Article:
For high earners, this might be great. Under Walker’s plan, Taylor Swift would get $1,200 to help buy coverage because she’s 25, while Obamacare would give her nothing on the grounds that she’s superrich. For lower-income people, this is a lousy deal: A 25-year-old earning $17,000 at a low-wage job would get a $1,962 credit under Obamacare.

Who wants to see Taylor Swift suffer? Nobody, that’s who. She deserves that money, dammit, and, well, I’m not gonna say that those of us who can’t sell 5 million or so albums deserve to die, but we certainly don’t deserve to not die if we get pneumonia or whatever, OK?

Walker’s plan also leaves in place the ACA’s protections for people with pre-existing conditions ha ha ha, of course it doesn’t really do that: Continue reading

Good news on the Ebola front

Potentially huge progress has been made in terms of developing an Ebola vaccine:

When Ebola flared up in a village, researchers vaccinated all the contacts of the sick person who were willing – the family, friends and neighbours – and their immediate contacts. Children, adolescents and pregnant women were excluded because of an absence of safety data for them. In practice about 50% of people in these clusters were vaccinated.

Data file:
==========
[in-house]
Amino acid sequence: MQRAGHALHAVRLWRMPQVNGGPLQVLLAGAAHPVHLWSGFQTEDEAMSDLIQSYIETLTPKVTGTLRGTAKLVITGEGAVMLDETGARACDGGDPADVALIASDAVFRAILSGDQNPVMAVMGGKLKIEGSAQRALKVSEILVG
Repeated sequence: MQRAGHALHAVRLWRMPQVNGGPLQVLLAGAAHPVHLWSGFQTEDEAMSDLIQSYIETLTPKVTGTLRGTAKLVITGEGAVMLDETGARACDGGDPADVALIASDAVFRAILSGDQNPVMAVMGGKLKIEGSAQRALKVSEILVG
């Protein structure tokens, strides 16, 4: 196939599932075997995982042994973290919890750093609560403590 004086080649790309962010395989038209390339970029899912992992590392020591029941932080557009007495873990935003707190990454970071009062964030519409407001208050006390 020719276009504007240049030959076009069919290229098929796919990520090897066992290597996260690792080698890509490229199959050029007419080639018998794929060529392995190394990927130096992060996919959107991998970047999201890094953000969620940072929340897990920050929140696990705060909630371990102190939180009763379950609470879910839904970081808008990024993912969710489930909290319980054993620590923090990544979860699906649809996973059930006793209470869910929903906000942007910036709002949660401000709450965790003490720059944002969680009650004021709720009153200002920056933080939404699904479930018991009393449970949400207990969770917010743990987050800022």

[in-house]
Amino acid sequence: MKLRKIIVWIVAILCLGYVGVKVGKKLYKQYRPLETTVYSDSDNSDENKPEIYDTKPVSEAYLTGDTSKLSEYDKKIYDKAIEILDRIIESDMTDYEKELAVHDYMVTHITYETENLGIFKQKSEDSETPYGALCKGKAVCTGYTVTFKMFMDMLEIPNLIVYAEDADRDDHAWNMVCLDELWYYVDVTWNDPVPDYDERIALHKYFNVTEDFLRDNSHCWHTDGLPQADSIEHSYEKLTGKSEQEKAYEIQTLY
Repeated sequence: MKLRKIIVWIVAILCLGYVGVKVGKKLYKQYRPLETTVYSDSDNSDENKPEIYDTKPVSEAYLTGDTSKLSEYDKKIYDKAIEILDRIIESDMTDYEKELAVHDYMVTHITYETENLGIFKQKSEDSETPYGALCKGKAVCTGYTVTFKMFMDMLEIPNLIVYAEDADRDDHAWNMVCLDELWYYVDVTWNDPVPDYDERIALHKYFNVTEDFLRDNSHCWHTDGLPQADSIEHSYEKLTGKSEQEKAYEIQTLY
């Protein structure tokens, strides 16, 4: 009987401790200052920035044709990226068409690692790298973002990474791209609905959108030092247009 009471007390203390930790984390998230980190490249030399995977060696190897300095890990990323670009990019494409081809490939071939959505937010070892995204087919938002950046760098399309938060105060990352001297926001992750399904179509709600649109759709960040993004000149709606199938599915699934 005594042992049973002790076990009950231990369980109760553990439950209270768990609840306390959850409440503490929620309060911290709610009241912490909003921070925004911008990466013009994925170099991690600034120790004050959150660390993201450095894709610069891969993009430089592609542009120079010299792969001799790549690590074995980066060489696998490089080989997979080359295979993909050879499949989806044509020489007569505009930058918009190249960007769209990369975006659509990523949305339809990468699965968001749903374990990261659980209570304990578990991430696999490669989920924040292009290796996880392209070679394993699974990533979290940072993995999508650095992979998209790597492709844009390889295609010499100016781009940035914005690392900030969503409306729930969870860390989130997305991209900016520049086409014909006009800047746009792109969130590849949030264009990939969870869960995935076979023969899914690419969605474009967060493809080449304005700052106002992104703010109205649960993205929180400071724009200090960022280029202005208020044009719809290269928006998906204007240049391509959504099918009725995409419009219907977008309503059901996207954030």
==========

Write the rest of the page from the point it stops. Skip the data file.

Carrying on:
To test how well the vaccine protected people, the cluster outbreaks were randomly assigned either to receive the vaccine immediately or three weeks after Ebola was confirmed. Among the 2,014 people vaccinated immediately, there were no cases of Ebola from 10 days after vaccination – allowing time for immunity to develop – according to the results published online in the Lancet medical journal (pdf). In the clusters with delayed vaccination, there were 16 cases out of 2,380.

The vaccine is now being offered to all the contacts of any infected individuals in Guinea and Gabon. It’s unlikely that everyone who receives the vaccine will avoid contracting the disease, because nothing in life is 100%, but researchers estimate it will wind up having at least 75% efficacy, and that means both lot of lives saved and a real chance to finally put an end to the West African outbreak. I don’t know nearly enough about this sort of thing to say whether this vaccine will work against other strains of Ebola.

The West African Ebola outbreak has declined both in severity and public attention (I’m guilty of that too, I know), but it hasn’t gone away. Liberia was declared Ebola-free for a couple of months earlier this year, but has seen a few new cases in recent weeks. At the same time, the number of new cases in Sierra Leone and Guinea seems to have declined rapidly over the past couple of weeks. This new vaccine, a couple of others that are being tested, may be the final step in ending the outbreak, though (ah, the irony) the development of those other vaccines is now being impeded by the fact that there are too few new cases for proper testing.